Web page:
I DON’T KNOW PRECISELY what a novella is I think it’s more or less a short story with a longer story to tell but Peter Chilson’s opening salvo in his collection Disturbance-Loving Species, the novella “Tea With Soldiers,” is a story I’m convinced could not have been told in fewer words. And it’s the words that drive his excursion into the worlds so well plumbed by the likes of Greene, Shacochis, Mueller, Brazaitis, Hemingway the machinations, the expatriate pathos, the futility of trying to fit an Africa into a Western world view.
David Carter is a teacher in the Lycée Centrale in Niger in the early ’90s, a time when the military-backed government is warring with rebels. The Tuareg group is being systematically rounded up by soldier-tyros, just boys many of them, and the rest of the population is in a relentless and miserable state of flux. Soldiers and other officials harass people for identification at every corner, markets are razed, schoolchildren are murdered in their classrooms, and, most harrowing for Carter, people simply disappear. In particular, his colleague and friend Salif Moustapha, a philosopher-savant who regularly extols Carter over elaborate tea rituals to get out into the countryside, disappears periodically throughout the story, which takes place over the last several months of Carter’s two-year stint. Salif, taken by soldiers for infractions the young volunteer does not understand nor receive explanations for, is somehow resigned to his fate but stoically determined to keep his family and friends out of it. The tale, however is Carter’s, propelled by, as he comes to understand, his inability to comprehend the events unfolding around him. He worries over Salif and slowly becomes unhinged he asks too many questions, he’s impertinent, he baits soldiers, he drinks dangerously. At one point, alone in his room after an evening of drinking, he binds his wrists and forces himself to sit in a chair throughout the night, as he imagines Salif during an interrogation. It’s a bit of theater for Carter (and for Chilson), and while it brings him no closer to understanding what has happened to his friend, it somehow assuages his guilt, at least momentarily, over being white and free and unable to help. “This little event,” Chilson writes, “this little attempt at empathy, was like a memorial service.”
Chilson has a terrific ear for dialogue, managing to juggle the confluence of French, English, West African English, West African French, and a handful of the local languages that daub the quilt of West Africa. In the story “Disturbance-Loving Species,” an American botanist travels to Niger to deal with his sister’s death. He remembers a prior visit, when he and Kate, who was a volunteer, were stuck in a desert storm and a large bird crashed through their Land Rover’s windshield. Sitting in the sandstorm outside the vehicle, picking shards of glass from their faces, Kate shouts lines from “The Settler,” a favorite poem by Kipling, as a sort of ode to the bird.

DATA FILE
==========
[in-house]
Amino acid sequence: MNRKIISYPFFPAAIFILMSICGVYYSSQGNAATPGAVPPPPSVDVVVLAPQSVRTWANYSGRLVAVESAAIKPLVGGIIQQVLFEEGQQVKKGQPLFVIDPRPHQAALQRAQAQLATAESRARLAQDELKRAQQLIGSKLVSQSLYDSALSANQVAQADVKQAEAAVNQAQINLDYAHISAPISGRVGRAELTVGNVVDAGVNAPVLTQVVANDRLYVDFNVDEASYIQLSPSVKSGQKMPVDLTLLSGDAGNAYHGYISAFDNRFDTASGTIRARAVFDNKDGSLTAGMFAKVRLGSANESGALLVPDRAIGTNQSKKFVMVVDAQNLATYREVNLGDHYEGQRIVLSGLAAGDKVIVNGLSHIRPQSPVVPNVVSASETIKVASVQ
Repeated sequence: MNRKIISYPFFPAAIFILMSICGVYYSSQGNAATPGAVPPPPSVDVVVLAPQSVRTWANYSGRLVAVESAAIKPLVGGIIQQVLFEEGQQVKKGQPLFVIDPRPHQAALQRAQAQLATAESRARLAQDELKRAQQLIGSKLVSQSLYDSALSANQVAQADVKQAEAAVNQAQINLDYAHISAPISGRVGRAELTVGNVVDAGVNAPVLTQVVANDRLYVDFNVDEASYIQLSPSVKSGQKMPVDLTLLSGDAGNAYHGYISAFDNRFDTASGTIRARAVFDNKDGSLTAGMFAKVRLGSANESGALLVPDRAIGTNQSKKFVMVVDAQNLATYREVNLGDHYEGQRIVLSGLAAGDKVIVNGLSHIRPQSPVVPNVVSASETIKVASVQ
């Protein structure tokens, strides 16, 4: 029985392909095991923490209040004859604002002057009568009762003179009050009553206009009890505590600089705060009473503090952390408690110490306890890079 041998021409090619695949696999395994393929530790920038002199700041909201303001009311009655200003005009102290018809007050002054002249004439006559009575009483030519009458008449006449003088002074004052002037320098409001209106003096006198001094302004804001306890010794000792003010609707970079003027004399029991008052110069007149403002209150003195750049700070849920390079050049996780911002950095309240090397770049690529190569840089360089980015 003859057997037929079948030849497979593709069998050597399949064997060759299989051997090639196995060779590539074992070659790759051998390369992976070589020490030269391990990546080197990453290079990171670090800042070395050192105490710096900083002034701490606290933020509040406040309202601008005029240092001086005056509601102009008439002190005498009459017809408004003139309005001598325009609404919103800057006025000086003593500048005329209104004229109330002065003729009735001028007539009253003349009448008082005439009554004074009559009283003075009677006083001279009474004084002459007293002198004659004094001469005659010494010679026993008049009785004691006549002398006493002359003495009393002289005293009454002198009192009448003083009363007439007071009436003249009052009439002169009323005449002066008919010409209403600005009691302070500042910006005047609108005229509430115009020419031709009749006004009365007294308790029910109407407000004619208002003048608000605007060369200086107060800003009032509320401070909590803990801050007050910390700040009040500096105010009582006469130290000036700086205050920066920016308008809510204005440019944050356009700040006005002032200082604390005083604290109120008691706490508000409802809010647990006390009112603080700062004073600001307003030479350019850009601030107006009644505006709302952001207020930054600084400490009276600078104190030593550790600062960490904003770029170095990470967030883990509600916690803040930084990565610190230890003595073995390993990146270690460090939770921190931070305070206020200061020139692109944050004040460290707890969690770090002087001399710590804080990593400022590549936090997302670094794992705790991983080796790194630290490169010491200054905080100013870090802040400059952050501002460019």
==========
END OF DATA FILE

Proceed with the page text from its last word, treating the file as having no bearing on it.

“Kipling!” she shouted at me.
I stood up. “Kipling?” I shouted back at her. “He was a racist. What does Kipling have to do with it?”
She looked at me. “Maybe,” she shouted, “but I like that poem. It smells of regret.”
The wonderful and humorous “American Food” sees a Malian college professor in Oregon - another stranger in a strange land missing his home, fretting over the Americanization of his children, worried that his roots are rotting under the soil of his expatriation. But and here’s the universal what does anyone, anywhere, dwell on when they’re missing home? Mom’s cooking. So we open with a sheriff’s officer visiting Professor Traore as the lanky African boils up a goat head in his back yard, an act that has his neighbors believing the cult he’s apparently in will next direct him to invite them to a backyard barbecue for which they’re the main course. It’s a terrific story, using food as the vehicle for the inevitable cultural confusion what’s not to like?
The collection, which won the Bread Loaf Writers’ Conference 2006 Bakeless Prize for fiction, concentrates geographically on West Africa, a region rich in cultural and historical striations. Chilson renders an authentic depiction of the universe of the expatriated and misplaced, the world of near-familiarities smudged by misunderstanding, the Western sensibility upended by Africa in its misery and splendor. While it would be tempting to say that these stories are most likely to receive a nod and a wink from those who have lived overseas, in Africa in particular, that would be a disservice to the universal themes that emerge through Chilson’s superb writing. He’s made that world his own and ours, and we’re the better for it as wonderers, and wanderers.